Mutual funds have gotten a bad reputation over the years. When they do poorly, investors complain that they're losing money. When they do well, however, they tend to make large distributions of capital gains to their shareholders, driving up the shareholders' tax bills and making them unhappy. Some investors have gotten so fed up with big capital gains distributions that they've given up entirely on mutual funds, moving instead to exchange-traded funds that generally give them more flexibility to realize their capital gains when they want.
However, mutual funds are far from giving up just because of a few tax problems. Instead, some fund companies have gotten on the tax bandwagon by introducing tax-managed mutual funds, which promise to keep capital gains distributions low by using a variety of techniques. With the gains in the stock market over the past five years, tax management is likely to become increasingly important in determining total returns for investors.
Why taxes are a problem
The way that mutual funds have to deal with taxes is confusing to many investors who are more familiar with trading individual stocks. With stocks, you have almost complete control over when you pay tax on your capital gains. If you decide to sell a stock, then you'll pay tax on any capital gains you have; if you hold on to the stock, then you don't have to pay tax no matter how high the price goes.
With mutual funds, however, there are two things that create tax liability for fund shareholders. If you decide to sell the shares of your mutual fund, then you'll pay capital gains tax just as you would on an individual stock. Yet you might also have to pay tax even if you hold onto your shares. If your mutual fund sells some of its portfolio holdings that have risen in value since the fund bought them, then the fund will have capital gains. Because of the way the tax laws treat mutual funds, the fund must then distribute out that capital gains liability to its shareholders -- even if the overall value of the fund dropped during that year.
The losses in most stocks between 2000 and 2002 gave many mutual funds a reserve of capital losses that they have carried forward over the intervening years to offset subsequent gains. As the bull market progresses, however, most funds will eventually use up all of these losses, and shareholders will again begin to see a substantial flow of taxable distributions as a result. Perhaps the most obvious example is the Fidelity Magellan Fund
How funds manage taxes
There are a number of methods that mutual funds can use to manage their taxes. The simplest is to try to minimize portfolio turnover, which is the amount of buying and selling that the fund does over a given period of time. Another method that some fund managers use is to try to find stocks that have lost money and sell them to offset the gains from stocks that have made money. While this method can reduce capital gains substantially, funds that perform well will eventually use up any losses and still have plenty of gains left to create tax liability for their shareholders.
Other methods for managing capital gains involve things like having the fund make purchases of portfolio holdings in multiple lots, giving the fund manager the option of identifying the shares that have the least capital gains associated with them and thereby minimizing the total amount of gains the fund must pass through to its shareholders. In addition, some funds impose fees on shareholders who sell fund shares, because the need for liquidity to pay exiting shareholders is one of the reasons why funds have to sell the stocks in their portfolios.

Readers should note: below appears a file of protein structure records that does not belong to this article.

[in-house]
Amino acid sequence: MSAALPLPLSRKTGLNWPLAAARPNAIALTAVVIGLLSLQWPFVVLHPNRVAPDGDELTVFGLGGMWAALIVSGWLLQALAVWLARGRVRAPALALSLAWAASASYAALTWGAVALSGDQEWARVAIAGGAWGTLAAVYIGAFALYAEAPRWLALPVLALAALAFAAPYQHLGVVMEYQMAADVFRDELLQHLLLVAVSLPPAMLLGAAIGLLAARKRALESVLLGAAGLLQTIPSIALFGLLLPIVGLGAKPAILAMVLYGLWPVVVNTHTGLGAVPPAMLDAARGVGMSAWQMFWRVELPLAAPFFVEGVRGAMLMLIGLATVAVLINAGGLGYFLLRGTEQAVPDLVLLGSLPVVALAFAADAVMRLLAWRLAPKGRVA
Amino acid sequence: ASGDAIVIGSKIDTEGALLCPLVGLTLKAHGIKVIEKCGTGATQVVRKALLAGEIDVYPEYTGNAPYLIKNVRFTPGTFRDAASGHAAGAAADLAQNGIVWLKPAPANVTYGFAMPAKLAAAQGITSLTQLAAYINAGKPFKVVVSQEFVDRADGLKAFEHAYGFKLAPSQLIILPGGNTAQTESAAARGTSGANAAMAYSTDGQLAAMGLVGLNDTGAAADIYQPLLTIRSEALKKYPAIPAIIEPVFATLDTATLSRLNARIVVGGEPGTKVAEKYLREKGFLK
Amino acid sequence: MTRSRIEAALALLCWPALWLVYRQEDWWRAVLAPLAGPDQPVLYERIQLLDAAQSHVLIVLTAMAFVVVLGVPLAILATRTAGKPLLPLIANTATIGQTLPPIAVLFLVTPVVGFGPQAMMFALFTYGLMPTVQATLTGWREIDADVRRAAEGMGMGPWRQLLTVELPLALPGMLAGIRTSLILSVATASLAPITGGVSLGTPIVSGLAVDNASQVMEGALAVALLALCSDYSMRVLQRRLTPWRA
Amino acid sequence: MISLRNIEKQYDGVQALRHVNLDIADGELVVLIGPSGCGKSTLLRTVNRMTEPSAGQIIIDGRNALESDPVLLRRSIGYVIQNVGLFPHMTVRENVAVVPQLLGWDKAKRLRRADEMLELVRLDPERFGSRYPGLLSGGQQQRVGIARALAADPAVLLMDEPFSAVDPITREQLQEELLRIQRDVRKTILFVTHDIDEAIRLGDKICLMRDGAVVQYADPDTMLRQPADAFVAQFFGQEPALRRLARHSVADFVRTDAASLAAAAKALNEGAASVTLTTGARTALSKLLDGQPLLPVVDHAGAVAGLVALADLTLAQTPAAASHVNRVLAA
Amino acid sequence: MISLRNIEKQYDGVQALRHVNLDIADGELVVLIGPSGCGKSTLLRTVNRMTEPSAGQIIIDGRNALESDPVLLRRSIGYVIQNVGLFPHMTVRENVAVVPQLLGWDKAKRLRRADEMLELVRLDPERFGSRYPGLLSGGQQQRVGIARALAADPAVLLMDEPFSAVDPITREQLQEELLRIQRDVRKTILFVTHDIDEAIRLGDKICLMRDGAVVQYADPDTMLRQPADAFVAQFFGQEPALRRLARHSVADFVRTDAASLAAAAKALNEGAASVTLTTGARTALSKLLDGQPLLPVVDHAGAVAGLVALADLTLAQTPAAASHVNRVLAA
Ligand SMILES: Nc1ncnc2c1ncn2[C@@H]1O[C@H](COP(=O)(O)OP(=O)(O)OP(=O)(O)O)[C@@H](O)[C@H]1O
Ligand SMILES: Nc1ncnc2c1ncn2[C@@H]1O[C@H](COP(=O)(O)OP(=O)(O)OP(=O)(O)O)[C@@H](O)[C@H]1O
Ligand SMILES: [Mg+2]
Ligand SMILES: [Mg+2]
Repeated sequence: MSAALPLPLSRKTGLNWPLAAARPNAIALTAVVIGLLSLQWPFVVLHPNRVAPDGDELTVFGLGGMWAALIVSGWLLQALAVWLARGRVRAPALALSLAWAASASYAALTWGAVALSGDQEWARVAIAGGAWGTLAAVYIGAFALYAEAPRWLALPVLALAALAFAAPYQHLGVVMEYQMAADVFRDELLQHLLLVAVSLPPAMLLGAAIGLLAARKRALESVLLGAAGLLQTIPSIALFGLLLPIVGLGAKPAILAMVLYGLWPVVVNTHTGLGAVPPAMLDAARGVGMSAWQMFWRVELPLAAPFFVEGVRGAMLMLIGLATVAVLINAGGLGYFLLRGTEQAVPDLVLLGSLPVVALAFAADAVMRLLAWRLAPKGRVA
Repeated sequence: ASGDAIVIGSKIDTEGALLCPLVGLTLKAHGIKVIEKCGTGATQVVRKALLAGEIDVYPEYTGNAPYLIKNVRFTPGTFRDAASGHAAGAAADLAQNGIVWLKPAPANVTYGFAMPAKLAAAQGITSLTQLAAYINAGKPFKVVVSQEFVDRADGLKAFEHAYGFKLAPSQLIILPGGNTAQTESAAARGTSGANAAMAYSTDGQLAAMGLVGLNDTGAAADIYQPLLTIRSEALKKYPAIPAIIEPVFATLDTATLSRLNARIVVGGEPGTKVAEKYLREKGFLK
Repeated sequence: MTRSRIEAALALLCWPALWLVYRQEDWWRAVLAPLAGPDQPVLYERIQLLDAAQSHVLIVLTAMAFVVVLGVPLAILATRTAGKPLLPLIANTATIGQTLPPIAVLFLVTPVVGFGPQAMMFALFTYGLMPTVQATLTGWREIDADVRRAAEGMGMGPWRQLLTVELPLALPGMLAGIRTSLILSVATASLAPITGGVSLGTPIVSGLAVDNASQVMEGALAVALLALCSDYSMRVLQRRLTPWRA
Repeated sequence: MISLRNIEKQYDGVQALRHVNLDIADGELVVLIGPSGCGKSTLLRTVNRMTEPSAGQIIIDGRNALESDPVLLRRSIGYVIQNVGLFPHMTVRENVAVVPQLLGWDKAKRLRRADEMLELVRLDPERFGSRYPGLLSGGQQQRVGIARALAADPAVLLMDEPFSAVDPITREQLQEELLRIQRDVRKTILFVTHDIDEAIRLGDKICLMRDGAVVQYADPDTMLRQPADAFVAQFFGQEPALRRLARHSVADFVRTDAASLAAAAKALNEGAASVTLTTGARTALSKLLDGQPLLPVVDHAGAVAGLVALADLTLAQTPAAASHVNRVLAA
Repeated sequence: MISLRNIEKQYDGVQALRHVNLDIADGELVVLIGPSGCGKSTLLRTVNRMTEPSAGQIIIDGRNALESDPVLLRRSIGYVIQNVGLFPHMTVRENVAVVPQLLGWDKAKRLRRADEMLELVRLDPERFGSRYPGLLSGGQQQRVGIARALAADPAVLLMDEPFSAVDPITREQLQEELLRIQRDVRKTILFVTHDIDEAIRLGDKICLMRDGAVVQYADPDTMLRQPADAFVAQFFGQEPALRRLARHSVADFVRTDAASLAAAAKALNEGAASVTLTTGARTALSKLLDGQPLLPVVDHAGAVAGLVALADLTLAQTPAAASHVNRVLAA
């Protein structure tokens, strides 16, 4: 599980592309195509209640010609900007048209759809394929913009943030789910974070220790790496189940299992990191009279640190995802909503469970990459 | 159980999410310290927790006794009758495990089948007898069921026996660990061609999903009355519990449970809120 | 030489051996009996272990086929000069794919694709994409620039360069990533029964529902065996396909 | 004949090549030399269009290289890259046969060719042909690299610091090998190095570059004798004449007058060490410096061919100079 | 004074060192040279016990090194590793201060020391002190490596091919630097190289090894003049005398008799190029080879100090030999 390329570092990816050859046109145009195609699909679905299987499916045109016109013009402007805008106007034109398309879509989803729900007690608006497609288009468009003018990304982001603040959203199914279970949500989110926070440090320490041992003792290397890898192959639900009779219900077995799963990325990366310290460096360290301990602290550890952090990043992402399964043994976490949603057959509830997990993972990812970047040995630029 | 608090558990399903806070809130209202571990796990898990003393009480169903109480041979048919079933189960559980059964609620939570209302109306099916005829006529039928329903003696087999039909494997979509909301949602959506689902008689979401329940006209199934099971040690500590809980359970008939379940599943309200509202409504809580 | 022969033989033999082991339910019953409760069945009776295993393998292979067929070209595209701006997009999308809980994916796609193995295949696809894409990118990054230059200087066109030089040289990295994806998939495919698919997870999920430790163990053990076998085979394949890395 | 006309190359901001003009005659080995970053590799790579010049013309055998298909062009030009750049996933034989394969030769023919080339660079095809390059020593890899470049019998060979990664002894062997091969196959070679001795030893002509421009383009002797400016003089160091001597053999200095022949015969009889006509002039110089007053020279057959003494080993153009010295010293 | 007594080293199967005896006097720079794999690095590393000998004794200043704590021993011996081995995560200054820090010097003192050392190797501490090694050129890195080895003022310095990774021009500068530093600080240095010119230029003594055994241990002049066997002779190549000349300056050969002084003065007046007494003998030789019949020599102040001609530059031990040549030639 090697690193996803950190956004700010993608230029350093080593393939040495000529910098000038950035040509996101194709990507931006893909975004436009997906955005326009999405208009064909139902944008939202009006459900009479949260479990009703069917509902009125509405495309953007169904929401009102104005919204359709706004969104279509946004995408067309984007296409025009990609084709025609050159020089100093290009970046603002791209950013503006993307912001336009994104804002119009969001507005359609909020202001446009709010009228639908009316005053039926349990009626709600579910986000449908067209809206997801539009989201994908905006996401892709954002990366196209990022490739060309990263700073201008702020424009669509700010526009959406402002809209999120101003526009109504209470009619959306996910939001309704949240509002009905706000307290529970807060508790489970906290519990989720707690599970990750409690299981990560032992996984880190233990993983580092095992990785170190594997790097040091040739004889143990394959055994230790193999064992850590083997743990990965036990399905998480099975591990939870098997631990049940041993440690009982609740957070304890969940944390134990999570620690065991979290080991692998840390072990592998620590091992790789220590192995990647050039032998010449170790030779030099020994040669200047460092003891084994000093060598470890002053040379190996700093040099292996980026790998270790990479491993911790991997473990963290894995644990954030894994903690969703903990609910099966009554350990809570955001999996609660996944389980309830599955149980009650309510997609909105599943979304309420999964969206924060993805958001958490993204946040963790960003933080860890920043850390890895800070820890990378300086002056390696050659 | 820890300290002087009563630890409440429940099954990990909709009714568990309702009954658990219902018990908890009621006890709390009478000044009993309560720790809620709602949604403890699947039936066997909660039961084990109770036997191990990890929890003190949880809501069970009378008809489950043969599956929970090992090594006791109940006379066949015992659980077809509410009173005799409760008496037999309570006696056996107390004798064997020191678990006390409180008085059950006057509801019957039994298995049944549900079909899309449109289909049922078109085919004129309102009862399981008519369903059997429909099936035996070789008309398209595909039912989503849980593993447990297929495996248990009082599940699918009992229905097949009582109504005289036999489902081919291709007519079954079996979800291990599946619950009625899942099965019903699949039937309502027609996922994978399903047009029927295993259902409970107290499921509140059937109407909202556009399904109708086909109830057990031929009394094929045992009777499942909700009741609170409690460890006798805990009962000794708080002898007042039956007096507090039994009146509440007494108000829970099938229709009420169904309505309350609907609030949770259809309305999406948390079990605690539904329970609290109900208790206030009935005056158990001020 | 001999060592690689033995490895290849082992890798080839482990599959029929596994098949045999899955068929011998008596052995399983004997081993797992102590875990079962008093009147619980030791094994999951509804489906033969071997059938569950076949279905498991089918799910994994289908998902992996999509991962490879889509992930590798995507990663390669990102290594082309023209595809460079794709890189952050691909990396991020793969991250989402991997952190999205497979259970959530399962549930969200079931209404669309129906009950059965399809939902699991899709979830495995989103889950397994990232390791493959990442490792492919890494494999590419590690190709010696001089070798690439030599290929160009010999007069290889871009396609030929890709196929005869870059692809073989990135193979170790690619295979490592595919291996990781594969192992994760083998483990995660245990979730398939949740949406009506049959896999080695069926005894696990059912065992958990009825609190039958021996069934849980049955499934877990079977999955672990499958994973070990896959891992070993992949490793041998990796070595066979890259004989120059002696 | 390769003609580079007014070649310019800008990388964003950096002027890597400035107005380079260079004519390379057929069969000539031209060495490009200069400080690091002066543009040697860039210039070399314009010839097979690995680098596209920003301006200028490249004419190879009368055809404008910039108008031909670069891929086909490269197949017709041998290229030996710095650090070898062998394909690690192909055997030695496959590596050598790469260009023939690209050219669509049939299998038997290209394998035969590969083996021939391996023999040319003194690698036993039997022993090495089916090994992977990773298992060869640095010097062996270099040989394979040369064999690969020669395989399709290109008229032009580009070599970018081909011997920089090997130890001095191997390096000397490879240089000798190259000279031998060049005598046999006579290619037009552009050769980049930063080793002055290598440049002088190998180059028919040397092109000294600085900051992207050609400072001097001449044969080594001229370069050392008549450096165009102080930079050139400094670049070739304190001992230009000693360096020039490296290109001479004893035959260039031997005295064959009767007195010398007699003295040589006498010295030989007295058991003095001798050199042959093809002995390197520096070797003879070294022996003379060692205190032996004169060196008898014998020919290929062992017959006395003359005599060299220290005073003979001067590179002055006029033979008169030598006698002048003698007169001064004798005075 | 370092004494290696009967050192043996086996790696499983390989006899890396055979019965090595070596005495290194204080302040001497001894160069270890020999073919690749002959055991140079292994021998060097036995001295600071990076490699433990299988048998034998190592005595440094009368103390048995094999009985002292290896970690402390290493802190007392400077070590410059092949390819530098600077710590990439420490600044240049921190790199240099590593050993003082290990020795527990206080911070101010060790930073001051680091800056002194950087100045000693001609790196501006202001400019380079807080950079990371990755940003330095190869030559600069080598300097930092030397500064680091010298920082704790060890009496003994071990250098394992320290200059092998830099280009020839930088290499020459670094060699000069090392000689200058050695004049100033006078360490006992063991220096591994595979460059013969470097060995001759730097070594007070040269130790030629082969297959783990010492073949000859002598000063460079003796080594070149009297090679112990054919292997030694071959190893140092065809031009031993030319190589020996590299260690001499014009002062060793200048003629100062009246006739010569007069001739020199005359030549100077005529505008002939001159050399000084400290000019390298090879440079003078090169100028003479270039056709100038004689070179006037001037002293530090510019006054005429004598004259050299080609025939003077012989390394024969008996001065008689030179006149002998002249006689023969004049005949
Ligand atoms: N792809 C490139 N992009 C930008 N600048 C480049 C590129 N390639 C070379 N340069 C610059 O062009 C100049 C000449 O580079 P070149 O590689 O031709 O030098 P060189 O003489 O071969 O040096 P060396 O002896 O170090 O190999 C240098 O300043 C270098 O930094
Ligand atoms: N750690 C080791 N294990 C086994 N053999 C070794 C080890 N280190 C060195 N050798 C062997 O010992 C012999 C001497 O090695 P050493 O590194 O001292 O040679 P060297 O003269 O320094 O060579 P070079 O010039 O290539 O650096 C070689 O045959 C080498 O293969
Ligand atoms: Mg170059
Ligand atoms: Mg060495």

How important are taxes?
Taxes can have a big impact on your overall portfolio returns. Funds that have high portfolio turnover and generate substantial amounts of capital gains liability, especially with short-term capital gains distributions, have to increase their pre-tax returns in order to keep up with other funds that have lower turnover and avoid capital gains. Looking at Magellan's performance information, its pre-tax return during 2006 was 7.22%, but after considering taxes on its distributions, the after-tax return was only 3.67%.
On the other hand, taxes shouldn't be the primary factor in choosing a mutual fund. After all, the main reason why you choose to have a money manager actively overseeing your fund's portfolio is to make good decisions about when to buy and sell stocks. If your manager believes that one of the fund's holdings is going to fall in price, you want the manager to feel comfortable dumping that stock without necessarily worrying too much about the tax impact. As many investors have learned the hard way, it's much better to pay taxes on gains than not to have any gains at all.
Nevertheless, tax management is an issue that all fund managers should address, not just those with "tax-managed" in their names. Many of the methods that mutual funds can use to minimize the amount of tax liability they generate don't restrict their ability to make portfolio decisions that are in the best interest of their shareholders. By looking both at pre-tax and after-tax performance, you can make sure that your fund is watching out for your bottom line.
Our Foolish mutual fund expert, Shannon Zimmerman, is always looking for outstanding mutual funds that produce good results without a lot of unnecessary tax. You can find the fruits of his labor in his Champion Funds newsletter. To see Shannon's recommendations list -- along with our back issues, model portfolios, and members-only discussion boards -- a 30-day guest pass is available now. Click here to get started. Your tax preparer will be glad you did.
Fool contributor Dan Caplinger does what he can to keep his mutual fund taxes down. He doesn't own shares of any of the companies mentioned in this article. Intel is a Motley Fool Inside Value pick. The Fool's disclosure policy is never taxing.